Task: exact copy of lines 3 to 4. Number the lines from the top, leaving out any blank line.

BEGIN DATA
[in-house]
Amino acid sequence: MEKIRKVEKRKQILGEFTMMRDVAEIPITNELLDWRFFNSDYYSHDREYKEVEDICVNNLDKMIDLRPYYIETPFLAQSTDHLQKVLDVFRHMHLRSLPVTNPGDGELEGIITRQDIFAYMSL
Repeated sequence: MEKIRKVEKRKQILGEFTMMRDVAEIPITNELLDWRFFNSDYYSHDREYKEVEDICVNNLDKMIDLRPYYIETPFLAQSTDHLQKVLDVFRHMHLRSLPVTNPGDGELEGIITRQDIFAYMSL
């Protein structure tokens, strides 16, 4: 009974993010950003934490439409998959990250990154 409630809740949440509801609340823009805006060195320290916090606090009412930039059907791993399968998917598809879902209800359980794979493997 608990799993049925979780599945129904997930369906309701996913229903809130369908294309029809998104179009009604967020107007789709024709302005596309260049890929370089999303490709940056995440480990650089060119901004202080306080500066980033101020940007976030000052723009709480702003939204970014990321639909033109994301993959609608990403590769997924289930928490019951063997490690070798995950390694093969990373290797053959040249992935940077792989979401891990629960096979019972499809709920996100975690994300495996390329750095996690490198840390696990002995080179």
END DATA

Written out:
Repeated sequence: MEKIRKVEKRKQILGEFTMMRDVAEIPITNELLDWRFFNSDYYSHDREYKEVEDICVNNLDKMIDLRPYYIETPFLAQSTDHLQKVLDVFRHMHLRSLPVTNPGDGELEGIITRQDIFAYMSL
């Protein structure tokens, strides 16, 4: 009974993010950003934490439409998959990250990154 409630809740949440509801609340823009805006060195320290916090606090009412930039059907791993399968998917598809879902209800359980794979493997 608990799993049925979780599945129904997930369906309701996913229903809130369908294309029809998104179009009604967020107007789709024709302005596309260049890929370089999303490709940056995440480990650089060119901004202080306080500066980033101020940007976030000052723009709480702003939204970014990321639909033109994301993959609608990403590769997924289930928490019951063997490690070798995950390694093969990373290797053959040249992935940077792989979401891990629960096979019972499809709920996100975690994300495996390329750095996690490198840390696990002995080179």